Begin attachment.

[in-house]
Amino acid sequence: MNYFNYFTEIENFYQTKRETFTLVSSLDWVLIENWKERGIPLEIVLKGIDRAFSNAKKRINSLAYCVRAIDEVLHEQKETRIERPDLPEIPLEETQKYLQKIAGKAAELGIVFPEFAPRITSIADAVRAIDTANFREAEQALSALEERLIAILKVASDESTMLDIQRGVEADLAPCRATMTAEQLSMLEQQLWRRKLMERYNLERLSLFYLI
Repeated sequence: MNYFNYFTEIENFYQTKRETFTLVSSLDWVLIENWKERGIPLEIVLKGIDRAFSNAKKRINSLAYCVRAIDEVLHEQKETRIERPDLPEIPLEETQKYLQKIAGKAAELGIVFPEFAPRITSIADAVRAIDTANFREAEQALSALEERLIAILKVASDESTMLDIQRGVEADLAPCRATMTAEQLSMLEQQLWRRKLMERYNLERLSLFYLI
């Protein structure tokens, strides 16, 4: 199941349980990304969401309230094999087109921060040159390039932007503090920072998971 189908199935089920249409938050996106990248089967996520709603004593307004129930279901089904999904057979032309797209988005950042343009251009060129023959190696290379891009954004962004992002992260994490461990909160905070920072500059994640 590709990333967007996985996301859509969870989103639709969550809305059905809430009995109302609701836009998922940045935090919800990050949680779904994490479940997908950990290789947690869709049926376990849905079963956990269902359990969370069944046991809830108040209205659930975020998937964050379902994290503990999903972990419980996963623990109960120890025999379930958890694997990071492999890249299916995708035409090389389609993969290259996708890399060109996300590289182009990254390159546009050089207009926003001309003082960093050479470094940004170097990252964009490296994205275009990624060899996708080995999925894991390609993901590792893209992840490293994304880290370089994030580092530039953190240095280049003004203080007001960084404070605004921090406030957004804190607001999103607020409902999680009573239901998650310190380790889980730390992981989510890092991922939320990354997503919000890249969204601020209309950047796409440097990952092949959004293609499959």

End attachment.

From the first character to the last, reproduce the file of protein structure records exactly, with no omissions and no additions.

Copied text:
[in-house]
Amino acid sequence: MNYFNYFTEIENFYQTKRETFTLVSSLDWVLIENWKERGIPLEIVLKGIDRAFSNAKKRINSLAYCVRAIDEVLHEQKETRIERPDLPEIPLEETQKYLQKIAGKAAELGIVFPEFAPRITSIADAVRAIDTANFREAEQALSALEERLIAILKVASDESTMLDIQRGVEADLAPCRATMTAEQLSMLEQQLWRRKLMERYNLERLSLFYLI
Repeated sequence: MNYFNYFTEIENFYQTKRETFTLVSSLDWVLIENWKERGIPLEIVLKGIDRAFSNAKKRINSLAYCVRAIDEVLHEQKETRIERPDLPEIPLEETQKYLQKIAGKAAELGIVFPEFAPRITSIADAVRAIDTANFREAEQALSALEERLIAILKVASDESTMLDIQRGVEADLAPCRATMTAEQLSMLEQQLWRRKLMERYNLERLSLFYLI
């Protein structure tokens, strides 16, 4: 199941349980990304969401309230094999087109921060040159390039932007503090920072998971 189908199935089920249409938050996106990248089967996520709603004593307004129930279901089904999904057979032309797209988005950042343009251009060129023959190696290379891009954004962004992002992260994490461990909160905070920072500059994640 590709990333967007996985996301859509969870989103639709969550809305059905809430009995109302609701836009998922940045935090919800990050949680779904994490479940997908950990290789947690869709049926376990849905079963956990269902359990969370069944046991809830108040209205659930975020998937964050379902994290503990999903972990419980996963623990109960120890025999379930958890694997990071492999890249299916995708035409090389389609993969290259996708890399060109996300590289182009990254390159546009050089207009926003001309003082960093050479470094940004170097990252964009490296994205275009990624060899996708080995999925894991390609993901590792893209992840490293994304880290370089994030580092530039953190240095280049003004203080007001960084404070605004921090406030957004804190607001999103607020409902999680009573239901998650310190380790889980730390992981989510890092991922939320990354997503919000890249969204601020209309950047796409440097990952092949959004293609499959």